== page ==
Saturday night’s performance by Cherish the Ladies in Glasgow’s Royal Concert Hall lived long into the night, as in true style, the sessions continued into the early hours of Sunday morning.
Will ye go, lassie, go?, sung by 2,000 Glaswegians; Kathleen Boyle’s almost haunting rendition on the piano; the drumming of the Bodhrán; the step dancing in all its forms; Cathie Ryan’s voice bringing the past into the present; and Joanie Madden’s penetrating flute playing and sharp wit, were just some of the highlights to this most beautiful of evenings.
It was the rawness of talent, where the ladies, and of course, male musicians and dancers too, made the most intricate pieces look seamless as they weaved their way through the concert and into the consciousness.
Memories flooded back and a pride in Celtic music and dance that is sometimes eclipsed by the razzle and dazzle.
The stage was set like any session in the bar; chairs in a half moon looking out to the audience, with the talent taking centre stage, where only the lighting is a feature. The concert had the fluidity and courage to go off script, welcoming talent on stage and making the audience as much a part of the performance as those that they were spectating. There was a Celtic connection.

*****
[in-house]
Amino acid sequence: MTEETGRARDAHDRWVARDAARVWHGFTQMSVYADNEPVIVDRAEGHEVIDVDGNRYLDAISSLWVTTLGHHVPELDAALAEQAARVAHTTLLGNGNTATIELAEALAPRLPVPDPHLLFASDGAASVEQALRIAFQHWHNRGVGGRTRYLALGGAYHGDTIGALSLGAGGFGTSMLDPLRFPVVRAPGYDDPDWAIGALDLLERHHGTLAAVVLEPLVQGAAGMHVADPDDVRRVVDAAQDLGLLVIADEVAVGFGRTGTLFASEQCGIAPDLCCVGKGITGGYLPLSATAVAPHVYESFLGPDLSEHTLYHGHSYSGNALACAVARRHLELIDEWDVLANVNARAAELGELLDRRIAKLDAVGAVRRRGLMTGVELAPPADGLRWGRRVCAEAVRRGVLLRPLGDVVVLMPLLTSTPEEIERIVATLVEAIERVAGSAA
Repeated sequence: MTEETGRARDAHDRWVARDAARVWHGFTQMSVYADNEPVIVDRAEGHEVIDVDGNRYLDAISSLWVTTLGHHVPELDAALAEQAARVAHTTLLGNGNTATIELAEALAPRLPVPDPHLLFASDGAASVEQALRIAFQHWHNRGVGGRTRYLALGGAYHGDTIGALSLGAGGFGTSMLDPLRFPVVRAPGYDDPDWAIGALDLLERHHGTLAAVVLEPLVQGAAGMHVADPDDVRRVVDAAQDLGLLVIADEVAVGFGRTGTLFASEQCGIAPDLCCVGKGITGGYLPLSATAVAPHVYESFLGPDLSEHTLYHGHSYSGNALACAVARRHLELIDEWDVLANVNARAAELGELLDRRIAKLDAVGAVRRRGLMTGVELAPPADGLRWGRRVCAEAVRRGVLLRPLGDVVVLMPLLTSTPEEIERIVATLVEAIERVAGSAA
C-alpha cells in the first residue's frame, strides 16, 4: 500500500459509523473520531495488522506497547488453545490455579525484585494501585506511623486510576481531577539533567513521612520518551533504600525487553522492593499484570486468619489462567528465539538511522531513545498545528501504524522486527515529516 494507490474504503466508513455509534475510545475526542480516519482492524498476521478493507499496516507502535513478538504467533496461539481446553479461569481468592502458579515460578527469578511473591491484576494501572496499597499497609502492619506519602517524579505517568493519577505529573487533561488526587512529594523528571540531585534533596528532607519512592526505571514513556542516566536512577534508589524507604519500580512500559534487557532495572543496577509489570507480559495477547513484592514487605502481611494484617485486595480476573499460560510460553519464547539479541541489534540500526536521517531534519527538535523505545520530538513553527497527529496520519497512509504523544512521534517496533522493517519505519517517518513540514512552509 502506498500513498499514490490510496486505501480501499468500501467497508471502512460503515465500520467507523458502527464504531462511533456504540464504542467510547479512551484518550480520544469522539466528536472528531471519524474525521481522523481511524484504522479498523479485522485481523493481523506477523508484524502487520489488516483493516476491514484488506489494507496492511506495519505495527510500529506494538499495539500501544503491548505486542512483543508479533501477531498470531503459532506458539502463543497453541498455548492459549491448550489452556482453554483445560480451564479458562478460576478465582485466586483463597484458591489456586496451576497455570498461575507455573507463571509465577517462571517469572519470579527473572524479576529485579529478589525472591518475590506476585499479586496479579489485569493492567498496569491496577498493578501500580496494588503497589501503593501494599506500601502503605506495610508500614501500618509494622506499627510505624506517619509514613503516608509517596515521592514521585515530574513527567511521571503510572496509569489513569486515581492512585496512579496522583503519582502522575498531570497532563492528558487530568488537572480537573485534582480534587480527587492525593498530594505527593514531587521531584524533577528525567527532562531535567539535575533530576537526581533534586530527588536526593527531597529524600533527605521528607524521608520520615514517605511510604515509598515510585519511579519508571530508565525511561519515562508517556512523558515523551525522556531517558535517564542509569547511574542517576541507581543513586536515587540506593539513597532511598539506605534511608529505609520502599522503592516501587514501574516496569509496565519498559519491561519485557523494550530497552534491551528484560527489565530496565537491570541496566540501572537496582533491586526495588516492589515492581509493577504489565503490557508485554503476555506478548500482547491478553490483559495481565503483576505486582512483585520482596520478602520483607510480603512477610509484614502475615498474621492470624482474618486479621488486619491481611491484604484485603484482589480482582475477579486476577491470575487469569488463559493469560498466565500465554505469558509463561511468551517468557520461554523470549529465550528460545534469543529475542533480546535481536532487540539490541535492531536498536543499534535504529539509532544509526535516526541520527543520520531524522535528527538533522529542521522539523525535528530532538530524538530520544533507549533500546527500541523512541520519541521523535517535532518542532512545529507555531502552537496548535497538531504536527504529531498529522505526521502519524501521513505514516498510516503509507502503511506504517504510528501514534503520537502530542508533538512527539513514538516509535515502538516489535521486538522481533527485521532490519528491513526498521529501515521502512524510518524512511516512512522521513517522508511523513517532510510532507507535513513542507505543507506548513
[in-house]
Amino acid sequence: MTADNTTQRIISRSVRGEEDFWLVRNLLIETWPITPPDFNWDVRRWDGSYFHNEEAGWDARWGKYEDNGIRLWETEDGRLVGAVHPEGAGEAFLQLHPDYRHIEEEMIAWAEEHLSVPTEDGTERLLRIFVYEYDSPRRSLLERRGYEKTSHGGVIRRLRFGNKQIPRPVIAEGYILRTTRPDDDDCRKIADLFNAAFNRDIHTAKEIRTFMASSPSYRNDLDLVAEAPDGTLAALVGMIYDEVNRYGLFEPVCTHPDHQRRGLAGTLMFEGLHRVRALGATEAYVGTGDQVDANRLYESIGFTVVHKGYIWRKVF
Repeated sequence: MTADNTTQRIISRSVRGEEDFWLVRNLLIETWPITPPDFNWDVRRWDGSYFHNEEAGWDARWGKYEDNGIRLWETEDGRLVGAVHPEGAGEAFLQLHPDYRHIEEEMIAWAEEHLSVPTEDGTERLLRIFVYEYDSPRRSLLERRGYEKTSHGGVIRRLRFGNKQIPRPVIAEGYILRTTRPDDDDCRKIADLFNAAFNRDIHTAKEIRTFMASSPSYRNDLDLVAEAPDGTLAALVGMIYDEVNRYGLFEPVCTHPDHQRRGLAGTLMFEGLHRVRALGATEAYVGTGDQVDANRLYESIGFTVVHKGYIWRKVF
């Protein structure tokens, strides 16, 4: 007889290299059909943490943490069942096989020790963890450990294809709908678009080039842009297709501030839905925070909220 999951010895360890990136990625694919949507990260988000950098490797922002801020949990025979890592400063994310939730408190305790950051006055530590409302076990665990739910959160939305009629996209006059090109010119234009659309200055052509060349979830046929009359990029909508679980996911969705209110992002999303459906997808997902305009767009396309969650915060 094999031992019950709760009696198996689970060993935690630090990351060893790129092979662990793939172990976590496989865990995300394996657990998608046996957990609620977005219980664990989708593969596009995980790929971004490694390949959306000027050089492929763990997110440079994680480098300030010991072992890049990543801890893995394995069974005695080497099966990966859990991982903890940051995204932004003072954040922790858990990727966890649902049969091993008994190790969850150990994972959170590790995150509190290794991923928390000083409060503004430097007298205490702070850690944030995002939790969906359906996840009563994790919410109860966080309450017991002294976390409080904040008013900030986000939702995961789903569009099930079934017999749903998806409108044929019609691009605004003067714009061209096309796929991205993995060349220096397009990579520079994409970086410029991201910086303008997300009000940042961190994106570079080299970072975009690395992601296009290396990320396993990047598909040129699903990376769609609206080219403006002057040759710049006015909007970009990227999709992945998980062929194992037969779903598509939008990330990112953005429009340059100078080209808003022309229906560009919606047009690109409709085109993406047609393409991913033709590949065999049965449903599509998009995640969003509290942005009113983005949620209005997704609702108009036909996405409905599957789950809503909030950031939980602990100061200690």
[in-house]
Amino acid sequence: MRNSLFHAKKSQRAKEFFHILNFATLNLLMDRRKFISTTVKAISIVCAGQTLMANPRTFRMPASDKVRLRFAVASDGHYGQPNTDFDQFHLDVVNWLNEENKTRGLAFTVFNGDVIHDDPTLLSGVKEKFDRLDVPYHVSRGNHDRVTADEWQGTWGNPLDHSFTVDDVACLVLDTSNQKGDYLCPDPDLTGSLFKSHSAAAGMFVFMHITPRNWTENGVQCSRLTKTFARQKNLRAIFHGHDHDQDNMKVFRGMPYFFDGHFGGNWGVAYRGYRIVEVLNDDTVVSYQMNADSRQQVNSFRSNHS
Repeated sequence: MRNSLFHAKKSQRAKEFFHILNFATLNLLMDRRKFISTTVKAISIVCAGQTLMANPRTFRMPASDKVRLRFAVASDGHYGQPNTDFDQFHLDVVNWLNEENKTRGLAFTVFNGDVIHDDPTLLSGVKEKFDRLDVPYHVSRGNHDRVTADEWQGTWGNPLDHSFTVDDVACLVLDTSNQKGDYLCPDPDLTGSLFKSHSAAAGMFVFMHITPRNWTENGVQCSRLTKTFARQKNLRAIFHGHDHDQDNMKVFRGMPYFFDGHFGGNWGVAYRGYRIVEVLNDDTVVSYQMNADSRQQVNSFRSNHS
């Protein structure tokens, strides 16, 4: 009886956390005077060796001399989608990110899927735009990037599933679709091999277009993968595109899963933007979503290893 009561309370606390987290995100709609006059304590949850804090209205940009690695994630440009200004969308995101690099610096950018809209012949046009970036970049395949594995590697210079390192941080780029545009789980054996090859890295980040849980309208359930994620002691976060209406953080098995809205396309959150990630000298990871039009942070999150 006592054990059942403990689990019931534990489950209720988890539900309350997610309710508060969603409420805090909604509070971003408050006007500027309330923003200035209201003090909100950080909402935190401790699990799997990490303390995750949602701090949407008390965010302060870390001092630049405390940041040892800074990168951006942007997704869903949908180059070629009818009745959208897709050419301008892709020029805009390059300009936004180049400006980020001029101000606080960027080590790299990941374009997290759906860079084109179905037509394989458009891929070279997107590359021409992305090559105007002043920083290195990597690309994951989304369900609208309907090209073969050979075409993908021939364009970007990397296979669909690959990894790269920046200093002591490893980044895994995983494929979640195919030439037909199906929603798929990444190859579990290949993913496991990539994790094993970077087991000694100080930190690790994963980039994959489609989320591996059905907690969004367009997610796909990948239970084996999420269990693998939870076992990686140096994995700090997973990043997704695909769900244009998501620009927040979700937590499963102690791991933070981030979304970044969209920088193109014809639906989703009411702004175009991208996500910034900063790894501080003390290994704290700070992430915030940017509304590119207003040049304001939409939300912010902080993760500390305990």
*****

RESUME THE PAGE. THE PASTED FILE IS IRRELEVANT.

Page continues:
Returning to the stage to celebrate 20 years since they first played in Glasgow, it was no surprise the show was a sell-out. It was standing room only, but Glasgow’s a small town, so it wasn’t long before we were sitting.
The music carried the audience along, mapping the journey of the emmigrants, and I thought of Mary. From the sad songs to the love songs, to Scotland’s Bard and his Red, Red Rose, the wonderfulness of music and dance weaved in and out.
Mary would have loved this night.
You can’t describe the rhythm of the dancers as they make music with their feet, or the energy they bring, or the poise in their carriages. It’s something you have to see and you have to feel. It is art. But Mary would never have called herself an artist, an Irish woman, an immigrant, a cherished lady.
Storytelling, dancing and music, and I am back in 46B Storrie Street. We’re dancing, there’s an accordion playing, the smell of homemade bread, singing, and Mary. I see her in every song, in every step and in every memory, in all that is good, weaving in and out of every day and in every Celtic connection.
The crowd are on their feet in a standing ovation, clapping and cheering and yes, we are cherishing the ladies.
To find out more go to Cherish the Ladies